• Self-compassion in young people coping with inflammatory bowel disease

    Last year, we helped recruit participants for a study by Rebecca Jackson, Lead Researcher, from University of Sheffield’s Clinical Psychology Unit. The study asked:

    Does self-compassion predict adaptive coping in young people diagnosed with Inflammatory Bowel Disease?

    Aim: To examine whether self-compassion (the act of being kind to oneself, as opposed to self-critical) helped young people (aged 16-24) diagnosed with IBD cope with their symptoms and reduce the distress they felt.

    Study design: 198 young people completed questionnaires to measure how self-compassionate they were to themselves, how they were feeling (their mood, levels of anxiety and stress) and what they did to cope with how they were feeling. Six weeks later, 105 repeated the self-compassion and mood and feelings questionnaires.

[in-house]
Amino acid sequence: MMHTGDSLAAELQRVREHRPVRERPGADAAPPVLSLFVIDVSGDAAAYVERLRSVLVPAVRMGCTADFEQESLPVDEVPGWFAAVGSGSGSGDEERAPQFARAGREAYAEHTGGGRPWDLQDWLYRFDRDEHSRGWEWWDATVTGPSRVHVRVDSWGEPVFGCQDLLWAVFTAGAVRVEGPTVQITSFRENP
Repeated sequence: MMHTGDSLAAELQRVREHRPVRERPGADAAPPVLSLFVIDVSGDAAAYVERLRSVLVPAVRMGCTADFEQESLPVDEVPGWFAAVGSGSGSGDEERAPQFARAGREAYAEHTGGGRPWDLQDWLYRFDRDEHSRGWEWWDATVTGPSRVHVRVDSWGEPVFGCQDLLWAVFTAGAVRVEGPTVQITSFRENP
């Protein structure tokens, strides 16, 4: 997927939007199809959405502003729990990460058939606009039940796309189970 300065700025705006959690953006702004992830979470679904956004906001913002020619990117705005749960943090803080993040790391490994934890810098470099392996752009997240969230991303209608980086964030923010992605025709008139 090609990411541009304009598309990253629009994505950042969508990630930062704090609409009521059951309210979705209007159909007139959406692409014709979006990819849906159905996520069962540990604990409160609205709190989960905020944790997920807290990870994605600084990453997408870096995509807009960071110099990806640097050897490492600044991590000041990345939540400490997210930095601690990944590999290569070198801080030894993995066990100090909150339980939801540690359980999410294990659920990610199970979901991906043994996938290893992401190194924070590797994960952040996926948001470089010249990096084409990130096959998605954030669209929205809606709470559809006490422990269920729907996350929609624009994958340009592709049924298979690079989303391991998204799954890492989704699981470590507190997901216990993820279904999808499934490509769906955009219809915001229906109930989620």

Results:
    • The more self-compassionate young people were, the less distressed they felt
    • Higher self-compassion was associated with greater use of active coping strategies (for example, making a plan for what to do next)
    • Coping in an avoidant way (for example, giving up trying to cope) increased how distressed young people felt
    • Higher self-compassion was associated with less use of avoidant coping strategies (‘giving up’ trying to cope) which in turn was associated with significantly reduced distress

    Conclusions:
    • These findings suggest that self-compassion may be an important quality for reducing distress that young people diagnosed with IBD may be feeling.
    • Helping young people to be self-compassionate may improve their ability to cope with their IBD and reduce the distress they feel, both during relapse and remission of IBD.
    • Using avoidance to cope may exacerbate distress young people feel and helping young people notice when they are using avoidance might help reduce their distress.

    Picture of Rebecca Jackson

    Rebecca Jackson